In a world filling with artificial intelligence, how will our laws and society adapt?

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Photo by Stephen LaPorte, CC BY 2.0.
Photo by Stephen LaPorte, CC BY 2.0.

Artificial intelligence is something that already impacts our day-to-day lives across all industries. Four panelists met at the Wikimedia Foundation’s offices on July 19 to discuss the law and emerging technologies, like driverless cars and AI-assisted language research.
Four panelists met to speak on this topic for over an hour. Rebecca Crootof is the incoming executive director of Yale’s Information Society Project and a scholar focused on artificial weapons systems and the law of war; David Ahn is a partner at Fenwick & West, focusing on intellectual property; Jimoh Ovbiagele is the founder of ROSS, a tool that uses AI for legal research; and Christopher Reed is head of Zenti, a tool that analyzes language.
Charles Roslof, a legal counsel at the Wikimedia Foundation, moderated the discussion. His questions covered a wide gamut of topics. First, he and the panelists tried to nail down a fundamental question: what do we mean when we say AI? Are we trying to make machines more like people? And really, what is intelligence, be it artificial or human, anyway?
The interplay between the sometimes fuzzy definitions and the impact AI has on our lives underlined many of the conversations. But this back-and-forth created more questions than answers:

  • Ahn, for example, noted that while AI would not itself receive intellectual property rights protection, AI-created products remain an open question. At present, AI products receiving legal protection is not likely—but if AI continues to grow more sophisticated, it might not be out of the question.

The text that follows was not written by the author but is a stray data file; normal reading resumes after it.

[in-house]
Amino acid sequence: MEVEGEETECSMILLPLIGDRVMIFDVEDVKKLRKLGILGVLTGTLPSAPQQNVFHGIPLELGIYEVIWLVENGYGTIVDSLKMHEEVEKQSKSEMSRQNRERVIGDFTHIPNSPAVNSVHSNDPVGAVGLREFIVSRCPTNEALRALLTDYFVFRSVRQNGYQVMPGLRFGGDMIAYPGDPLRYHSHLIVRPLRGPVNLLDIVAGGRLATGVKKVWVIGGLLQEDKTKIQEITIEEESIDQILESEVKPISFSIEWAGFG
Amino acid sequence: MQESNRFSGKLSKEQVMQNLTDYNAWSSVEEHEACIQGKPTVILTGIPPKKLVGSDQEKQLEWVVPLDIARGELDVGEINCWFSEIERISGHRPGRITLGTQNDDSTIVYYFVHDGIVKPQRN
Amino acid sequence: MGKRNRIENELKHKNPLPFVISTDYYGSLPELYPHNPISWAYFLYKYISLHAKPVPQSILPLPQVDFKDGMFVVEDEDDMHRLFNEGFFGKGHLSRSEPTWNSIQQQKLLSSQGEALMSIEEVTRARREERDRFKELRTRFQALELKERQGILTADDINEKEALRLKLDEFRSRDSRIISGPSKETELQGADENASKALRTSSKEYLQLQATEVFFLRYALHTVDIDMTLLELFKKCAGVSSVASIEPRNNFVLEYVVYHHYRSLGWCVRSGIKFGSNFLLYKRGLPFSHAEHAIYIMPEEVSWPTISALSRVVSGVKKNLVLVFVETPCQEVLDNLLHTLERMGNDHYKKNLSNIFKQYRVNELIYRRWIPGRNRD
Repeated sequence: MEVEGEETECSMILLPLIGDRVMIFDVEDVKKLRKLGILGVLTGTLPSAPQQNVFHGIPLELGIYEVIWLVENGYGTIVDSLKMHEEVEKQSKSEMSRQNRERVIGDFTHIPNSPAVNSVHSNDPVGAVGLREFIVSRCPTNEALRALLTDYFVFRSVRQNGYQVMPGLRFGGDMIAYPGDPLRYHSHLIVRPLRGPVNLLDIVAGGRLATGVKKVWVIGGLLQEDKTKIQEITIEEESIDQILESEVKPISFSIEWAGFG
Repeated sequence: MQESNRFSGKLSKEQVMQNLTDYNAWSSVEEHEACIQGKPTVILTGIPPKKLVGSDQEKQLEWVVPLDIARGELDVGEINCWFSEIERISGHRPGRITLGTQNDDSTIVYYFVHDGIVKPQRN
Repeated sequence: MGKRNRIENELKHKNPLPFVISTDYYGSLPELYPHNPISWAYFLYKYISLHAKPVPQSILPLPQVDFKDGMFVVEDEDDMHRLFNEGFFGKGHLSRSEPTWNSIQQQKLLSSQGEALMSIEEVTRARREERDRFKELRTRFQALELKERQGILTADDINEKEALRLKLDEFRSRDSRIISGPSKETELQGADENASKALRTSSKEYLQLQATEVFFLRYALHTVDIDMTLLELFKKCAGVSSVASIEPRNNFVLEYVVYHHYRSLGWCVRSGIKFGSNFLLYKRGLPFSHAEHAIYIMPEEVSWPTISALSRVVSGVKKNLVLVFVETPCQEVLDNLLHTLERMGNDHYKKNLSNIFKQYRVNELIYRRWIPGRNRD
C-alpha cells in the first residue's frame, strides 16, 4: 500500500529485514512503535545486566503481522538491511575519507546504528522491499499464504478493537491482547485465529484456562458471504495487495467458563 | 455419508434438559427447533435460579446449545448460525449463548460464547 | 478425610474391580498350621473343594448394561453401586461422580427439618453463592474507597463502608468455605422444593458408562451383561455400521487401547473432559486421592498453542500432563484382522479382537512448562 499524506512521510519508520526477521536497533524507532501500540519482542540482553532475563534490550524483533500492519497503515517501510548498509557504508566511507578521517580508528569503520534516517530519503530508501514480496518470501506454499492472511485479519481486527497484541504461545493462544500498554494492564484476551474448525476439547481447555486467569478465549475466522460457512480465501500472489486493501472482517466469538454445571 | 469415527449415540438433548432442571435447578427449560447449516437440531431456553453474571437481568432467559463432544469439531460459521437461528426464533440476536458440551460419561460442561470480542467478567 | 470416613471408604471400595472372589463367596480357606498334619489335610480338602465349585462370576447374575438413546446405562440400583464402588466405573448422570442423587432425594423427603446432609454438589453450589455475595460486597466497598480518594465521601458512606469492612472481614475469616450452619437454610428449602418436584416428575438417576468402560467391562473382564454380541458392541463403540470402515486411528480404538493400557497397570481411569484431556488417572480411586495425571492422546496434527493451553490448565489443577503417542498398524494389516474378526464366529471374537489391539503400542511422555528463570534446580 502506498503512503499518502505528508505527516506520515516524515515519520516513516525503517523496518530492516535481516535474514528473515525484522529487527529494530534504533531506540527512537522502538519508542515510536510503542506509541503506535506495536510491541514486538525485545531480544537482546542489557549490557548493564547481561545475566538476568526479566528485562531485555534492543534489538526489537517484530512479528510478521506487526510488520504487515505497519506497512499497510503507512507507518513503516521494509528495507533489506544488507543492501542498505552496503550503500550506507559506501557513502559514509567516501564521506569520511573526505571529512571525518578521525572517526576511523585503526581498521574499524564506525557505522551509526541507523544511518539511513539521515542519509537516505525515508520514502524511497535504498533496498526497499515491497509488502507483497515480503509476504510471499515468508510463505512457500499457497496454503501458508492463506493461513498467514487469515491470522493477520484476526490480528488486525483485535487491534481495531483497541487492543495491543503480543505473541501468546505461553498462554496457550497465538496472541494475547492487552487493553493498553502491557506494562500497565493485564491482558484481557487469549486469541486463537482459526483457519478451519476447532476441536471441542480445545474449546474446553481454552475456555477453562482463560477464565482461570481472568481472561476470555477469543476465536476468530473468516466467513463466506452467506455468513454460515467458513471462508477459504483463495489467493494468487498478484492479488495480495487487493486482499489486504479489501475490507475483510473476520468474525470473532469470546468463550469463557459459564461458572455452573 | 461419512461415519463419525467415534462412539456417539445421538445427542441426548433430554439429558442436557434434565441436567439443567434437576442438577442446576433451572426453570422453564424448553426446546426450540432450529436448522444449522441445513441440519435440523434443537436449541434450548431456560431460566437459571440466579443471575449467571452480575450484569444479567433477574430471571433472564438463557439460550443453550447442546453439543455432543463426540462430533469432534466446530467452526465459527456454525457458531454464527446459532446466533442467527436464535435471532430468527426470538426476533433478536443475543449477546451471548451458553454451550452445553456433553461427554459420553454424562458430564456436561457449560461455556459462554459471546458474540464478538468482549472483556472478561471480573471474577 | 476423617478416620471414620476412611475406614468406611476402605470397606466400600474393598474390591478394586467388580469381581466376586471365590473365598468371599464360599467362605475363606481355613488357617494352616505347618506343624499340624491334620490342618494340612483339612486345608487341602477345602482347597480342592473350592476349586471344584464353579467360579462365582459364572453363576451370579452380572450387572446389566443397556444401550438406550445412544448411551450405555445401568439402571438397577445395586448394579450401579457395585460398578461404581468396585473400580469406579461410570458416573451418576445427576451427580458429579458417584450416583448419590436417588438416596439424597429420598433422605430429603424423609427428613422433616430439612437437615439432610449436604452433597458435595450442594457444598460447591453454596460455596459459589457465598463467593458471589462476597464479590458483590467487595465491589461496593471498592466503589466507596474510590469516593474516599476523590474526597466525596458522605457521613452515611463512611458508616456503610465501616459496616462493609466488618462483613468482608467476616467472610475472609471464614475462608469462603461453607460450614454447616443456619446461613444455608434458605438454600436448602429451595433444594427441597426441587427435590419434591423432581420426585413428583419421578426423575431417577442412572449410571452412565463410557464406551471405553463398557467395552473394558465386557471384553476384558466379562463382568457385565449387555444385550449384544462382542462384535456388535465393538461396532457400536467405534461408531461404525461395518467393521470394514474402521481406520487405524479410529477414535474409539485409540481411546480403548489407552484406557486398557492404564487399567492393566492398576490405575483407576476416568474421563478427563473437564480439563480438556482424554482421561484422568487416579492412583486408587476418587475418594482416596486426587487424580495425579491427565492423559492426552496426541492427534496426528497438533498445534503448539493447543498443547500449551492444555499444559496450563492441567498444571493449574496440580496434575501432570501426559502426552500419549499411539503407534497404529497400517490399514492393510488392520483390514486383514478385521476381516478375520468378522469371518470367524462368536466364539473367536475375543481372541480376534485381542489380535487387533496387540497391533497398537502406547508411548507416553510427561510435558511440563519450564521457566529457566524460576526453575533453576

• Crootof discussed how autonomous weapons systems pose special problems for the law of warfare. Present analogies make it difficult to define such weapons and therefore to regulate them under the law. If they are neither combatants nor weapons, what are they?

But the panelists did more than ponder theoretical future issues. They also explained how AI has concrete effects today. Reed discussed how the program Zenti produces can be used in suicide prevention, and Ovbiagele discussed how AI can assist lawyers in legal research and document review.
The entire panel considered the legal consequences of illegal conduct by AI. One question that Reed and Ahn both pondered was how can we find mens rea (criminal culpability or “evil mindedness”) when dealing with a machine? And if AI causes you pain, whose fault would it be?
Questions from the audience focused on the impact of AI on the real world as well. Karyn Kesselring, an intern at Twitter and student at University of Colorado Law School, wondered what young attorneys and current law students can do to prepare for the increase in AI’s status in the legal profession.
Ken Villa, also from Twitter, asked about the disproportionate impact automatization has on  workers who have difficulty adapting to new working conditions.
In response to both concerns, the panelists highlighted the importance of working with AI, rather than having it operate in place of people. Because of the many useful functions of AI and its increasing expansion throughout industry, the panelists encouraged the audience to think of AI as a useful tool that could improve the work we humans do.
A recording of the panel is available on YouTube.
Stanton Kidd, Legal Intern
Wikimedia Foundation

Archive notice: This is an archived post from, which operated under different editorial and content guidelines than Diff.

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